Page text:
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SUDAN

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08.03.2006 - Source: US Department of State

Political Participation ("Country Report on Human Rights Practices 2005") [#46041][ID 12098]

"The president appointed the governors and senior officials of the 26 states in the country's federal system. These appointees were not necessarily representative of their constituencies.

Women had the right to vote. There were approximately 70 women in the 450-person National Assembly, 3 national women state ministers and 1 woman minister in the GNU.

As provided by the CPA, southerners hold 28 percent of the government seats."

Document(s): Open document

08.03.2006 - Source: US Department of State

Areas, controlled by the government or the National Democratic Alliance ("Country Report on Human Rights Practices 2005") [#46041][ID 12099]

"The government controlled the country's urban areas, although the South was in transition with the major cities reverting to Government of South Sudan control after the 21-year civil war. In the West the government controlled the major towns; however, the rebel forces at times controlled the rural areas. In the East the government controlled the major cities; however, the National Democratic Alliance, an opposition movement, controlled the Hamesh Koreib enclave in the East."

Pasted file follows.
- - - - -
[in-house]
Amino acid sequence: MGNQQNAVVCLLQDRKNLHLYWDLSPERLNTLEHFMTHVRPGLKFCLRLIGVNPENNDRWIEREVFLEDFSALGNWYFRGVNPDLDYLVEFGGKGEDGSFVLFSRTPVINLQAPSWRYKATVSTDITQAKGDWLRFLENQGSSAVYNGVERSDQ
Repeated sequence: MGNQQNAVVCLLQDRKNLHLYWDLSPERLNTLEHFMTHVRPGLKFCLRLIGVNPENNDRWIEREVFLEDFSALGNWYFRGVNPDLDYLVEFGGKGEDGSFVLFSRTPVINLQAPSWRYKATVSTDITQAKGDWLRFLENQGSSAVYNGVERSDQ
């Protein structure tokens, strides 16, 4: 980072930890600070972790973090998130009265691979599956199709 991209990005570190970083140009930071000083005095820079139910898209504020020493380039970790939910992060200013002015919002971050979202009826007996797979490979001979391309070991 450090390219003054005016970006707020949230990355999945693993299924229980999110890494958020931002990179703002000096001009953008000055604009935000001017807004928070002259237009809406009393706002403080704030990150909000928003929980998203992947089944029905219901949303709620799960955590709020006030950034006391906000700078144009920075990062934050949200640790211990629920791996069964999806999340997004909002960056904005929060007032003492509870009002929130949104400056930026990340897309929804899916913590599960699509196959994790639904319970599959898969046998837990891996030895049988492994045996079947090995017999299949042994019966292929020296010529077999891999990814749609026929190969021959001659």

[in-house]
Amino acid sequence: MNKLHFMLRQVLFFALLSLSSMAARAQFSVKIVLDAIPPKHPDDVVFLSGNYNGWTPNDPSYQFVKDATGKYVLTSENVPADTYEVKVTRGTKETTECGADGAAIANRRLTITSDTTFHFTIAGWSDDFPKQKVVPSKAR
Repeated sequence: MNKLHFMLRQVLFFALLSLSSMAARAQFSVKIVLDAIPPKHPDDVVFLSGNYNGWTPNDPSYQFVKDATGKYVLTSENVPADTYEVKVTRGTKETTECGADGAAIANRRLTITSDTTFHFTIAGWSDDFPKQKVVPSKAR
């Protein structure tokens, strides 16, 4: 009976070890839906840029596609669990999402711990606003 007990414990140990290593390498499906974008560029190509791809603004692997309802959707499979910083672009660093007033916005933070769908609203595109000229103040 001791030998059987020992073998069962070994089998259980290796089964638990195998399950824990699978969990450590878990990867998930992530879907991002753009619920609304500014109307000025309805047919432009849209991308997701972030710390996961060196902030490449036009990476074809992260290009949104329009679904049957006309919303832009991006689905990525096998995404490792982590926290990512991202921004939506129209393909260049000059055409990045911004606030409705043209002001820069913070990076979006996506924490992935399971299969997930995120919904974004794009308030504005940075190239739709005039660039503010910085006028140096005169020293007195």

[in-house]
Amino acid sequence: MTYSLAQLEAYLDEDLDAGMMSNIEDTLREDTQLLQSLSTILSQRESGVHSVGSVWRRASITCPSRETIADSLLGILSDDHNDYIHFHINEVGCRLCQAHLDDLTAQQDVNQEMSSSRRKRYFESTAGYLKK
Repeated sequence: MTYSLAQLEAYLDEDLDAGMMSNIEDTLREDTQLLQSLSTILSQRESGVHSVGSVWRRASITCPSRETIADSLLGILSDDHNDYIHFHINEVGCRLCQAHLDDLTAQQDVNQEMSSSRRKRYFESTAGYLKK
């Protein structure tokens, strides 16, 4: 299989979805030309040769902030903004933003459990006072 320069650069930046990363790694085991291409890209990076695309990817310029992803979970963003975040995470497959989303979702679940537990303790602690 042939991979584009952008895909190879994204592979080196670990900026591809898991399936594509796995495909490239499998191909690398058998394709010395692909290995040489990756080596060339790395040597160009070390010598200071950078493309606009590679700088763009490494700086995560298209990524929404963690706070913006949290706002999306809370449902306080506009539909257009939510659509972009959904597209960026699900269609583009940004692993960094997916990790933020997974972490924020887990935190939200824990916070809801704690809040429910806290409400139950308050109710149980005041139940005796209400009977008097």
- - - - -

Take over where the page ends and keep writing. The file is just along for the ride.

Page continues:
Document(s): Open document

08.03.2006 - Source: US Department of State

Sudan: Short overview ("Country Report on Human Rights Practices 2005") [#46041][ID 12100]

"Sudan, with a population of 40.2 million, has an authoritarian government in which President Omar Hassan al‑Bashir and the National Congress Party (NCP) inner circle hold all effective political power. In 2000 Bashir was reelected, and his political party won 340 out of 360 seats in the parliament in deeply flawed elections boycotted by all major opposition parties. The country experienced serious and violent ethnic and religious conflict, including a rebellion in the South led by the Sudan People's Liberation Movement (SPLM) and a rebellion in Darfur led by the Sudan Liberation Movement/Army and the Justice and Equality Movement (JEM). On January 9, the government and the SPLM signed a Comprehensive Peace Agreement (CPA) that gave the SPLM representation in the government. The parties adopted a constitution in July, and in September they installed a government of National Unity (GNU) to serve until elections are held in 2009. The state of emergency was lifted on July 9. The government generally maintained effective control over the security forces."